Reality television star Kim Kardashian-West recently revealed that she will be remaking all her natural fur garments into faux-fur replicas – a material which people are phasing out of everyday life. This is a clear rejection of natural fur in favour of synthetic alternatives by Kardashian-West. Contrastingly, MMA star Conor McGregor recently posted on his Instagram describing his two “handmade” Gucci mink coats as “iconic” “art pieces” which he will eventually pass down to his children and grandchildren. McGregor has decided to maintain vintage natural fur, which causes no damage to the environment. Both celebrities’ furs are vintage, however, it’s become evident that being vintage is not enough, it’s what you do with these furs that impinges on not only your viewpoints, but at the very least, planet earth.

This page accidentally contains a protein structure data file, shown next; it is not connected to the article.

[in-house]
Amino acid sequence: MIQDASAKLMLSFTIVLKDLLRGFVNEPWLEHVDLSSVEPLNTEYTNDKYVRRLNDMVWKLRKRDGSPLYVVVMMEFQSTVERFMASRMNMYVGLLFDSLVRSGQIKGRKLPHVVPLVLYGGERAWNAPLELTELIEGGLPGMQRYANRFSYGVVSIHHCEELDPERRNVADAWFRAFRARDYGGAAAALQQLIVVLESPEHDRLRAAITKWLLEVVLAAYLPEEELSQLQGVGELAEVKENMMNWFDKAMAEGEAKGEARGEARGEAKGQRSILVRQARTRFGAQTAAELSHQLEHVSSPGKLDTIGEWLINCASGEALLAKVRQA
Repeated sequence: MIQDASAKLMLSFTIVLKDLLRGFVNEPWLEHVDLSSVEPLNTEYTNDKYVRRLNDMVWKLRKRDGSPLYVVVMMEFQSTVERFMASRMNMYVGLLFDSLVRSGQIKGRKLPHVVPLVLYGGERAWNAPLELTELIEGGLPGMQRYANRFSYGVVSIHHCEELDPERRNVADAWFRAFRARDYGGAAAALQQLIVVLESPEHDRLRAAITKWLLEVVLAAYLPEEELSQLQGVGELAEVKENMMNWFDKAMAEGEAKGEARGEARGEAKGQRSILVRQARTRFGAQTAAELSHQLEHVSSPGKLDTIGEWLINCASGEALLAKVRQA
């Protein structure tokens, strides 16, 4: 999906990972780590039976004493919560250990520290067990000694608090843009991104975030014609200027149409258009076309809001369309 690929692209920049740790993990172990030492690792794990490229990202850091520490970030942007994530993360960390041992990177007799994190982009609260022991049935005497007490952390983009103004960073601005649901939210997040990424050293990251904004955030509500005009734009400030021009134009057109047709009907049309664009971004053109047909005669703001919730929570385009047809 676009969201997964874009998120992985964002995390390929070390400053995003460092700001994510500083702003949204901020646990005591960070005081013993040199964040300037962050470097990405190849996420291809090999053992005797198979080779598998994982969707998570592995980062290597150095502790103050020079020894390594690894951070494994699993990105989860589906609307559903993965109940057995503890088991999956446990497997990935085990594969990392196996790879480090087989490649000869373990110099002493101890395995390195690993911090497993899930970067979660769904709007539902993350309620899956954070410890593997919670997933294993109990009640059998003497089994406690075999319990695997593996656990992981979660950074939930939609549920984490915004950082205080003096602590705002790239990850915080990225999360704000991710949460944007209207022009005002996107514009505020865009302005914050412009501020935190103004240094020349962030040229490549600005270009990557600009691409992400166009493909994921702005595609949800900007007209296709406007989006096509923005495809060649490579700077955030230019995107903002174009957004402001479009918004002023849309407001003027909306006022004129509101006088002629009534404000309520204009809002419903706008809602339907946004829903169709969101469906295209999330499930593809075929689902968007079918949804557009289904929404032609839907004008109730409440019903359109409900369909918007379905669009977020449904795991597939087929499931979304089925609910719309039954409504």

Before delving into the root of the issue surrounding Kardashian-West and McGregor’s pronouncements, it’s important to highlight the obvious: wearing vintage fur garments is more environmentally sound than remaking them into faux fur alternatives made from plastics – a major pollutant which, through washing and micro plastics ends up in our oceans and landfill. This reality automatically puts Kardashian-West in opposition to today’s ‘no plastic’ world attitude, so, why should it (and is it) being commended that a famous figure has taken the decision to remake natural garments with petroleum-based non-renewable toxic chemical emitting synthetics? Doesn’t that defeat the point of banning single-use plastic (straws, cups, packaging and so on) and regulating all polluting industries?